Saturday, May 29, 2010

Les jours se suivent et ne se ressemblent pas

An old French proverb that means, roughly, every day is different. And I suppose it's true, except when it's not. Last week we enjoyed several days of sunny warm weather. The weather is changing now and temperatures have been more spring-like than summer-like. Which is normal for this time of year. But it's funny how a few really nice days can spoil you to the point that you're disappointed when they're gone.

A weathered old grape vine trunk lying in the vineyard.

We are expecting rain over the next day or two and that's a good thing all around because, so far, it's been a pretty dry couple of months. In fact, we've had less than average rainfall since January. We have a rain gauge in the back yard and I record every rainfall, and have since 2004. Excel spreadsheets are so useful, aren't they?

The garden will enjoy a couple of days of gentle rain, as long as they're followed by some warm sunny days. I suppose I should get the eggplant seedlings out there today so they can take advantage of the free water. I do have fabric tunnels to protect them if it gets too chilly. But I could also just move them out into the rain in their cold frame.

I'll see how lazy I feel later on today. I need to decide if I'm going to the market in town this morning for more asparagus and/or strawberries and anything else. And then there's tennis to watch. There are several good matches scheduled for today at Roland Garros.

6 comments:

  1. There's a joke in French about that proverb.
    Here it is: "Un ours blanc suivait un ours noir, moralité, les ours se suivent et ne se ressemblent pas."
    It is a play on pronunciation. Supposedly, the plural of ours is spelled the same way, but the final 's' is silent, whereas it is not in the singular. So ours in the plural is close enough to jours.

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  2. chm, that's a good one :) Plus, I had not the foggiest idea that the plural ours had an s muet.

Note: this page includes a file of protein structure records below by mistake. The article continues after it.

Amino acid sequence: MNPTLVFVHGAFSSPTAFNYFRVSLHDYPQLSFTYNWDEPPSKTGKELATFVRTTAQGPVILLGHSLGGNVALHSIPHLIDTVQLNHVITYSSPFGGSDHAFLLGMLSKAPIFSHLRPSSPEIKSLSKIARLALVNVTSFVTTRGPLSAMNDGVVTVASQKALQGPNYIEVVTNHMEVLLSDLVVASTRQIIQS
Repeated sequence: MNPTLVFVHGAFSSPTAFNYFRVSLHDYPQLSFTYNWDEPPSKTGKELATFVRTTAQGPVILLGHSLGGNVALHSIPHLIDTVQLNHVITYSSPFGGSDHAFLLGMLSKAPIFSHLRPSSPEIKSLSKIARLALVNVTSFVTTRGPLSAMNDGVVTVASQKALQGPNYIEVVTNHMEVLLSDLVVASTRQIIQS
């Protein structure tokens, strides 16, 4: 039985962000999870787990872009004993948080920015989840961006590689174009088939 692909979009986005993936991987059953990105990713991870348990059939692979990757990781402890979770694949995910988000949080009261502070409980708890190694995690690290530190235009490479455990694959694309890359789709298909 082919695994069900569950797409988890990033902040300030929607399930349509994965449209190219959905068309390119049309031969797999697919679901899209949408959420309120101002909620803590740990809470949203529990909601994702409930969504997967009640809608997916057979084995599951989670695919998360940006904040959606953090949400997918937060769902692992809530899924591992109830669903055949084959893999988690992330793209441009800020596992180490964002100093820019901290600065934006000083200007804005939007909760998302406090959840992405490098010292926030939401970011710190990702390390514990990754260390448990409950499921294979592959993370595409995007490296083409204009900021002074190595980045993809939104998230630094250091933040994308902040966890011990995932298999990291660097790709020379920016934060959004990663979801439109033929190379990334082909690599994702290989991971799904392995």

Walt, these are nice things to have to ponder, aren't they? "Shall I go to the cute little market in my cute little French town this morning?" "Shall I partake of more uber-fresh, locally grown veggies and fruits?" "Shall I enjoy tennis on the tv?"

    Very nice, indeed :)

    Judy

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  3. Roll on reitrement, eh? But I can't complain - it may be yet another Bank Holiday weekend where it rains most of the time, but I'm posting this from a pub with free wifi, a nice pint of beer and a sandwich beside me....

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  4. Judy, I said supposedly, because in reality most people, if not all, pronounce the plural the same as the singular, i.e. with a voiced 's'. I wonder if that special pronunciation was not established in order to differentiate the genders in the plural form, des ours and des ourses. Who knows? It is now obsolete.

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  5. If you moved that grape vine trunk to a sandy place, it would look like driftwood.

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  6. chm, ah, ces français et leurs jeux de mots...

    judy, only we don't say "uber" in France. Not since the war...

    autolycus, sounds good. Now if only they had Roland Garros on the telly...

    starman, there's some sand down by the river; I could try it...

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